Gertrude Stein’s 1935 lecture “Poetry and Grammar” includes a section on punctuation, for which she had a peculiar disdain:
There are some punctuations that are interesting and there are some punctuations that are not. Let us begin with the punctuations that are not. Of these the one but the first and the most the completely most uninteresting is the question mark. The question mark is alright when it is all alone when it is used as a brand on cattle or when it could be used in decoration but connected with writing it is completely entirely completely uninteresting.
In 2000, Kenneth Goldsmith rather archly removed the words from this passage and offered the bare punctuation as a poem titled “Gertrude Stein’s Punctuation from ‘Gertrude Stein on Punctuation'” (the full passage and the poem are both here). Goldsmith did the same thing with the punctuation chapter from Strunk & White’s Elements of Style and with Molly Bloom’s soliloquy at the end of Ulysses — a few hyphens and a period.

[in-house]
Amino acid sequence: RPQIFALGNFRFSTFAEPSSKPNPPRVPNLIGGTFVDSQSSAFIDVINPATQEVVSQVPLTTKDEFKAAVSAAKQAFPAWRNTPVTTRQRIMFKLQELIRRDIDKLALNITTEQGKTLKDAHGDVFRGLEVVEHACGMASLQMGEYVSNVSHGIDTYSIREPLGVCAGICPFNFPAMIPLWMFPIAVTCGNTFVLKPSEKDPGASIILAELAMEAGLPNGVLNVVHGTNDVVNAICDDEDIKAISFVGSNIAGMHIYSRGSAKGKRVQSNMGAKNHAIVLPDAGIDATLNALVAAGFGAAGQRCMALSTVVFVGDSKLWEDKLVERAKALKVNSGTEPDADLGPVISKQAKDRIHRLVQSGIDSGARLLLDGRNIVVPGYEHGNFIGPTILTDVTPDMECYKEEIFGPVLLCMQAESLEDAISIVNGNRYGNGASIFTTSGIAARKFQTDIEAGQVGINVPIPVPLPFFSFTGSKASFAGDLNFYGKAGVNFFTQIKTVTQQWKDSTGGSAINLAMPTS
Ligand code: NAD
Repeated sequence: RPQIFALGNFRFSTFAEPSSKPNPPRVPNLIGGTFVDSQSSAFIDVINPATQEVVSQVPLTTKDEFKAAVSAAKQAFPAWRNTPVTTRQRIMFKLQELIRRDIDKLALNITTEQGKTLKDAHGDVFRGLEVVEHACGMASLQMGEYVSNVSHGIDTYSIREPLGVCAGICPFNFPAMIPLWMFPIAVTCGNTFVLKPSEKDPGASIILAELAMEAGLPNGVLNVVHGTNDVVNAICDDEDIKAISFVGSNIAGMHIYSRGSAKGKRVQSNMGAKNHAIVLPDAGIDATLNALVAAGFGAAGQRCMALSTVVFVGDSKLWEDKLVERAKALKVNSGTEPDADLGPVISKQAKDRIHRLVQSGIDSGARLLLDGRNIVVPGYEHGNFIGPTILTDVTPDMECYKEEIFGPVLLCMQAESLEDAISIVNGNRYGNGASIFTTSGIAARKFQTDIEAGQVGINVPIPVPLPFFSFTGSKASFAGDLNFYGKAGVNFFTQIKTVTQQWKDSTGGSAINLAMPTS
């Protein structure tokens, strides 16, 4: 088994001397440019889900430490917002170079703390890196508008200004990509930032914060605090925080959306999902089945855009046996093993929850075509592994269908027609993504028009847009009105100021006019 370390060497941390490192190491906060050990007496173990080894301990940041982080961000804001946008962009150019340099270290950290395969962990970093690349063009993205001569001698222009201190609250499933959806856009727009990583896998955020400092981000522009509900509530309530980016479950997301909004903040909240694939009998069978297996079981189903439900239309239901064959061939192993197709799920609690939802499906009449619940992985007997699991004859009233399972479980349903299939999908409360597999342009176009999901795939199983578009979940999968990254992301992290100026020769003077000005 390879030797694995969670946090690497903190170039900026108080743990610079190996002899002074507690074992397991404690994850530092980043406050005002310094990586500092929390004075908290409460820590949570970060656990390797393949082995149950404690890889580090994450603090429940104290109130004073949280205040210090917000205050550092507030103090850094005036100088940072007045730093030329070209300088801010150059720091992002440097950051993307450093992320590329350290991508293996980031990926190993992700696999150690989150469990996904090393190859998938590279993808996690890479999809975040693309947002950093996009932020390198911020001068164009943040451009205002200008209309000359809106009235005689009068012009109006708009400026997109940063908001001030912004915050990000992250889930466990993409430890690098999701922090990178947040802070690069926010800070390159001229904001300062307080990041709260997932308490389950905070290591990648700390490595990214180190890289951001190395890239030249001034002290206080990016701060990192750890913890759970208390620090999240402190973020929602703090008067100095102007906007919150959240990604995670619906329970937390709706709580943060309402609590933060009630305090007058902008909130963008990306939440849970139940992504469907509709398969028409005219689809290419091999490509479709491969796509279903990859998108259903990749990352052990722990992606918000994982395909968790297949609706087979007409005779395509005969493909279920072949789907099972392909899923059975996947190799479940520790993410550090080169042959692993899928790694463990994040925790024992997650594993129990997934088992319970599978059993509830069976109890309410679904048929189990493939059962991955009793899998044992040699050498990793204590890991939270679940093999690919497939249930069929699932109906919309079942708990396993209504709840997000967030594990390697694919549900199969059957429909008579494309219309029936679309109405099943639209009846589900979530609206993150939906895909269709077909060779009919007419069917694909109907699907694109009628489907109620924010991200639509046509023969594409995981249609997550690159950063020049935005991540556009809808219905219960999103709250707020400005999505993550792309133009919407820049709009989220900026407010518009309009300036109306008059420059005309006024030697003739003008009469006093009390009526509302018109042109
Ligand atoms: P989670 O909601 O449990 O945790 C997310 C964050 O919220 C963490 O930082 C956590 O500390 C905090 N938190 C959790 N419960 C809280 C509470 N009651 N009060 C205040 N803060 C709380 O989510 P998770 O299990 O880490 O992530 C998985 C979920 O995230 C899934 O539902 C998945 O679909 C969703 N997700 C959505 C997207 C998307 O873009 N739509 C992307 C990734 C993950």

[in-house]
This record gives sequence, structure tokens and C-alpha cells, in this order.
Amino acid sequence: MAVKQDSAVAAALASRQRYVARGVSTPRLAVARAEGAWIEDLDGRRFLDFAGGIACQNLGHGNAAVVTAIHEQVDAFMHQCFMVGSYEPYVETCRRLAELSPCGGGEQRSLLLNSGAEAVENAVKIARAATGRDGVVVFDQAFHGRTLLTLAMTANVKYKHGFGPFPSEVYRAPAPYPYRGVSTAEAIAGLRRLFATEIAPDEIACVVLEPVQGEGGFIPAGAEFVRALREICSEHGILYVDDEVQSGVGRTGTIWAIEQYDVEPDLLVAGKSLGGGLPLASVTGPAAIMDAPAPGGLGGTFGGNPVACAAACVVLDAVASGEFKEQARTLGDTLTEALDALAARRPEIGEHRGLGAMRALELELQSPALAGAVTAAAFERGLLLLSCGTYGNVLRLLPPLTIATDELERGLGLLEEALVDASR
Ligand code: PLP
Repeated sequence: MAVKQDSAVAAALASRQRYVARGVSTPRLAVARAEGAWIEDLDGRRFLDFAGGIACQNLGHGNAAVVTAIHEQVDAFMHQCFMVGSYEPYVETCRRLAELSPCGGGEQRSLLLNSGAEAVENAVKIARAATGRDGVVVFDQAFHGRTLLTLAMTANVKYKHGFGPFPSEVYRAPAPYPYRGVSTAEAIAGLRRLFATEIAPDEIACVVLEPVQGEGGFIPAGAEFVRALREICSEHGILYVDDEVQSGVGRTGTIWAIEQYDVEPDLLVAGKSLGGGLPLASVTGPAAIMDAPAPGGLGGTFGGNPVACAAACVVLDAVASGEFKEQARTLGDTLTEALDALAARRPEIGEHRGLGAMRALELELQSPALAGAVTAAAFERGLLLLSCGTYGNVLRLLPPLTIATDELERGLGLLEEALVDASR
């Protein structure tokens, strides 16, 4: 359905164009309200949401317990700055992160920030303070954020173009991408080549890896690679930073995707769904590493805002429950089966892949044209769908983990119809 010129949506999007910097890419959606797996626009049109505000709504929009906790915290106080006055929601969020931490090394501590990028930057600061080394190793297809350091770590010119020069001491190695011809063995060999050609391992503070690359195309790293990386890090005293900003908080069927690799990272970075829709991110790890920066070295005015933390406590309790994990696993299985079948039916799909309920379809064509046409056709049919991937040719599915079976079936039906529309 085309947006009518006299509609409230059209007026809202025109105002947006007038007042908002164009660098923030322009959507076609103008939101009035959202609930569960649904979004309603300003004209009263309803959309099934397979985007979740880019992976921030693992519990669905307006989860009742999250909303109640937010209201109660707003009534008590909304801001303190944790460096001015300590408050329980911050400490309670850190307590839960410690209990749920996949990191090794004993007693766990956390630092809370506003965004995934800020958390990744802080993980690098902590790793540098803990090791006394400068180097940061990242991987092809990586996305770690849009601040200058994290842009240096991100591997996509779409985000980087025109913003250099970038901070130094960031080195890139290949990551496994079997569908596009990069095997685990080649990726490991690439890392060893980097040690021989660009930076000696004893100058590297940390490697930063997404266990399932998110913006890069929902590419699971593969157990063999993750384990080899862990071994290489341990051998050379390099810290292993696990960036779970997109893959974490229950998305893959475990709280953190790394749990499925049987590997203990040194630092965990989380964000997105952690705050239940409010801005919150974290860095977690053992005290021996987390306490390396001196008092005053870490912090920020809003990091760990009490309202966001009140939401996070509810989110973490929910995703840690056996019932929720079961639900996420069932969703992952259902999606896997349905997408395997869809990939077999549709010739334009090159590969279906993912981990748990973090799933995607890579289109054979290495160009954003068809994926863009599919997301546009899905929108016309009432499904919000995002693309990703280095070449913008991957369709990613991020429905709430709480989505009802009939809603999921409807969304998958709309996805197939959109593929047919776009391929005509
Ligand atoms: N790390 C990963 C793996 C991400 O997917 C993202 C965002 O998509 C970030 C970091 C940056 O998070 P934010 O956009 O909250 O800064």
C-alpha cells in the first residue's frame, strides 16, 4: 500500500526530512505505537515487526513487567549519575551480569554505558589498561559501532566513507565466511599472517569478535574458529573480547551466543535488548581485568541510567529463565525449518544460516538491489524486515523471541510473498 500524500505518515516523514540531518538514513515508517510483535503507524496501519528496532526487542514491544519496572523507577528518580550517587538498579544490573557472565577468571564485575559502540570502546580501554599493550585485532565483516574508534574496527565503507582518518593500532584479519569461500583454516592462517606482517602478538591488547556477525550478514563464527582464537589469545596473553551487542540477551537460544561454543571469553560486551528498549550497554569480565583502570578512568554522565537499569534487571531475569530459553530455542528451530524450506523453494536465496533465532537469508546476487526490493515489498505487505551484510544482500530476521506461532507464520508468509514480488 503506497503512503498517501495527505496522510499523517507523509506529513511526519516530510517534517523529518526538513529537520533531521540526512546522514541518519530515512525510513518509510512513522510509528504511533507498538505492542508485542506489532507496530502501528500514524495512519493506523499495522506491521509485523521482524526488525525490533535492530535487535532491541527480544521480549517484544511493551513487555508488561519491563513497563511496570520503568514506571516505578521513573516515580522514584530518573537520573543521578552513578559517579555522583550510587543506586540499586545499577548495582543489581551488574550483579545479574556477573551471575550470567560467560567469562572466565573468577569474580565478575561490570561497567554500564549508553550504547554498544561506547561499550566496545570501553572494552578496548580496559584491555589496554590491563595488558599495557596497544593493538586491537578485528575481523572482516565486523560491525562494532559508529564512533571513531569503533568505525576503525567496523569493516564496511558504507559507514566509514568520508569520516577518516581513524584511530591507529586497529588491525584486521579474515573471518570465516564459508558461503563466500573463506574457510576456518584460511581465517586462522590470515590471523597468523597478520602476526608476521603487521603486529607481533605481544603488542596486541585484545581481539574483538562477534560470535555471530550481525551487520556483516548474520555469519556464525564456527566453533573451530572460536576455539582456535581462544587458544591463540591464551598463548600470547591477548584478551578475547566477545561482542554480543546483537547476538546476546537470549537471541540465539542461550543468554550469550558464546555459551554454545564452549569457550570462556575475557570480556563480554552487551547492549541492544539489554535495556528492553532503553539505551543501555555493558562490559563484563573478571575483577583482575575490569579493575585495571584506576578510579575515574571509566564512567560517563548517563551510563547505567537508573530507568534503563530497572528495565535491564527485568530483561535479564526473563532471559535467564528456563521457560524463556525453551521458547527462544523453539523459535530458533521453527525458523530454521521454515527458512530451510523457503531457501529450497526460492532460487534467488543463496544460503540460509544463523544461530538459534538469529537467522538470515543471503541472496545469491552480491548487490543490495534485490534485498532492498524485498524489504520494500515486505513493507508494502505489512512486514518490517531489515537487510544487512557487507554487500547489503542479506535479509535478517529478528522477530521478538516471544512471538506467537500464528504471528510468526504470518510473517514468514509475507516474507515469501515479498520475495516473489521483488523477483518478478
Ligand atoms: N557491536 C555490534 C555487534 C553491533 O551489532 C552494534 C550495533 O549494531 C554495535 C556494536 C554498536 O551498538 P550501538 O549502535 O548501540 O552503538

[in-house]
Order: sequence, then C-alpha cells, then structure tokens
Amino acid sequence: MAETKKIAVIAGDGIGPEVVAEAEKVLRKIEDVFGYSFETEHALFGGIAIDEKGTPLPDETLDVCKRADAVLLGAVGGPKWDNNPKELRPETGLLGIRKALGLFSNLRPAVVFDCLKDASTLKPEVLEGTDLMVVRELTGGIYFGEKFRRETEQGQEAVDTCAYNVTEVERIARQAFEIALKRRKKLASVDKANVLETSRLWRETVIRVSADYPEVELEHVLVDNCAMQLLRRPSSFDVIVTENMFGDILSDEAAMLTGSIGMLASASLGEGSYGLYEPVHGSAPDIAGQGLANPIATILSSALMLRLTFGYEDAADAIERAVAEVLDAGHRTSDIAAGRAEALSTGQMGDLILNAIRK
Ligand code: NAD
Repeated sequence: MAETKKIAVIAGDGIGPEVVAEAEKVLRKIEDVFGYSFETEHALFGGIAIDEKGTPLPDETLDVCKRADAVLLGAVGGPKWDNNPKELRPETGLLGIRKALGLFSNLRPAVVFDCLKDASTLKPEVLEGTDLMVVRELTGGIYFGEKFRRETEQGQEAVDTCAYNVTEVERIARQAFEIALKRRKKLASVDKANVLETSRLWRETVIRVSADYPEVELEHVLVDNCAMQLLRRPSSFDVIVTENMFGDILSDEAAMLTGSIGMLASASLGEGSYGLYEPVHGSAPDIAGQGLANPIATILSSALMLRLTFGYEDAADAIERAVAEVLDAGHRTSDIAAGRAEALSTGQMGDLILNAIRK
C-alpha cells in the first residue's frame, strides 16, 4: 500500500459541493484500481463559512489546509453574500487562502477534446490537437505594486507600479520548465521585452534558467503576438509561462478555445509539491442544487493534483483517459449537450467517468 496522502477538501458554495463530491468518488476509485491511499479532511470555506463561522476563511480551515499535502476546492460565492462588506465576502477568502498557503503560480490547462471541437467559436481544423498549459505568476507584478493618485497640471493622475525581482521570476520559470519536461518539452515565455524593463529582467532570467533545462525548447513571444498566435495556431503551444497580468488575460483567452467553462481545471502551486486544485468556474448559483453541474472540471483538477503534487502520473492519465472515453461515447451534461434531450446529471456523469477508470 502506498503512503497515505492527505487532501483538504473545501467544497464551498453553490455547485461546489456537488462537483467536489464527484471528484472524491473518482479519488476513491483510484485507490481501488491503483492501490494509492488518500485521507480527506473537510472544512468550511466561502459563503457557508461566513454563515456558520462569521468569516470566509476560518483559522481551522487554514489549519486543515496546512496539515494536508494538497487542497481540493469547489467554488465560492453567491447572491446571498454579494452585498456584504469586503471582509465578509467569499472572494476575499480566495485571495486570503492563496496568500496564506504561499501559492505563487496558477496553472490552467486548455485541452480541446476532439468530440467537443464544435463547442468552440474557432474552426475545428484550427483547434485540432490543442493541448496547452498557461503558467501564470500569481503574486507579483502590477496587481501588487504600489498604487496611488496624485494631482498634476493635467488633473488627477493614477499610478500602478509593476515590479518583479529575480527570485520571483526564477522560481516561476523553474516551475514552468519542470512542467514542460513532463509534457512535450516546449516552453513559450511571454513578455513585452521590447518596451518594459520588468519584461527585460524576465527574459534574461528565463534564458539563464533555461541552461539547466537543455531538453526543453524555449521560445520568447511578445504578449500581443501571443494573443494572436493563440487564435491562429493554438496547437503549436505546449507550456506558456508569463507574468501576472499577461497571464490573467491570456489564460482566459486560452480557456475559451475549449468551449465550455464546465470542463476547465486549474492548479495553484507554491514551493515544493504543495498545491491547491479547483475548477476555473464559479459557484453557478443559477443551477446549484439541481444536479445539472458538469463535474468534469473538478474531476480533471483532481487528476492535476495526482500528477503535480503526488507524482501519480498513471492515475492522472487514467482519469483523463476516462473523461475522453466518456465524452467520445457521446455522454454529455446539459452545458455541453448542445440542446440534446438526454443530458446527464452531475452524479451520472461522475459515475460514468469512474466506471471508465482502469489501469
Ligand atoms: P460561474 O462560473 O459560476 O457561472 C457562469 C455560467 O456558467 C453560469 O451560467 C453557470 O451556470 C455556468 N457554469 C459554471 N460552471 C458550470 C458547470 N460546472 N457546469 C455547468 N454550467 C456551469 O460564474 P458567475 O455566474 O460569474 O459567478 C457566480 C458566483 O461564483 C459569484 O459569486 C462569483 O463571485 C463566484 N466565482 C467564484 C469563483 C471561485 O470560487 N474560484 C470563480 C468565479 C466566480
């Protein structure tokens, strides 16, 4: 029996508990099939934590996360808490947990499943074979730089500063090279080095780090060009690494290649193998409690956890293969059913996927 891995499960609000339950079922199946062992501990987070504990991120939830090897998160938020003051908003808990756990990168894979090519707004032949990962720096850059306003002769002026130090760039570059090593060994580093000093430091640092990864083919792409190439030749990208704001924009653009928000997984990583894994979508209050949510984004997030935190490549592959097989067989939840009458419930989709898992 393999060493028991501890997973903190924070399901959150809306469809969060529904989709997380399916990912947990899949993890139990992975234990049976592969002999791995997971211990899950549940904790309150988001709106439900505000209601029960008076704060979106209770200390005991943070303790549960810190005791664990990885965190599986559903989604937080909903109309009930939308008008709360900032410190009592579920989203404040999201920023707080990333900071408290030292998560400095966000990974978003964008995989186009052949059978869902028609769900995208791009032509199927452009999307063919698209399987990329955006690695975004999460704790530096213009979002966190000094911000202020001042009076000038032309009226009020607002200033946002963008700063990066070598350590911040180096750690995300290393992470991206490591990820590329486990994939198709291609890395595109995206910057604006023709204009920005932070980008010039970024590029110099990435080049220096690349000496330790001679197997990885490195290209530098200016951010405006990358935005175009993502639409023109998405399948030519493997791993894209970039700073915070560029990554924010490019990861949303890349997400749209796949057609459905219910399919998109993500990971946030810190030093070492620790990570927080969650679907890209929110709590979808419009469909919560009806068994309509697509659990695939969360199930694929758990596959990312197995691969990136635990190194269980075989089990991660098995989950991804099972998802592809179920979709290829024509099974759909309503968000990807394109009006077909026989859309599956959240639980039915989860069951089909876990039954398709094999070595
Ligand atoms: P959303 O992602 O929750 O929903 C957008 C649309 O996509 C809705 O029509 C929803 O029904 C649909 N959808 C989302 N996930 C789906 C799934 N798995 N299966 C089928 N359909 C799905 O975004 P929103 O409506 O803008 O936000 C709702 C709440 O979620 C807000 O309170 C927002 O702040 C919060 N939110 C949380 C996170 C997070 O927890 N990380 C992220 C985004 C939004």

Carl Reuterswärd’s 1960 novel Prix Nobel consists entirely of punctuation marks. Reuterswärd felt that ordinary writing robs punctuation of its meaning; the surrounding words convey concepts and the commas, colons, and periods simply help to mark it. Removing the words, though, revealed an “interesting alternative: not to ignore syntax but certainly to forgo ‘the preserved meaning of others.’ The ‘absence’ that occurs is not mute. For want of ‘governing concepts’ punctuation marks lose their neutral value. They begin to speak an unuttered language out of that already expressed. This cannot help producing a ‘colon concept’ in you, a need of exclamation, of pauses, of periods, of parentheses.”
In 2005, Chinese novelist Hu Wenliang offered 140,000 yuan ($16,900 U.S.) to the reader who could decipher his novel «?», which consists entirely of punctuation marks.
The autobiography of the American eccentric “Lord” Timothy Dexter (1748-1806) contains 8,847 words and no punctuation. When readers complained, he added a page of punctuation marks to the second edition, inviting them to “peper and solt it as they plese.”
% , & –
+ . ? /
+ $ [ \
It’s a limerick:
Percent comma ampersand dash
Plus period question mark slash
Quotation mark colon
Plus dollar sign bracket backslash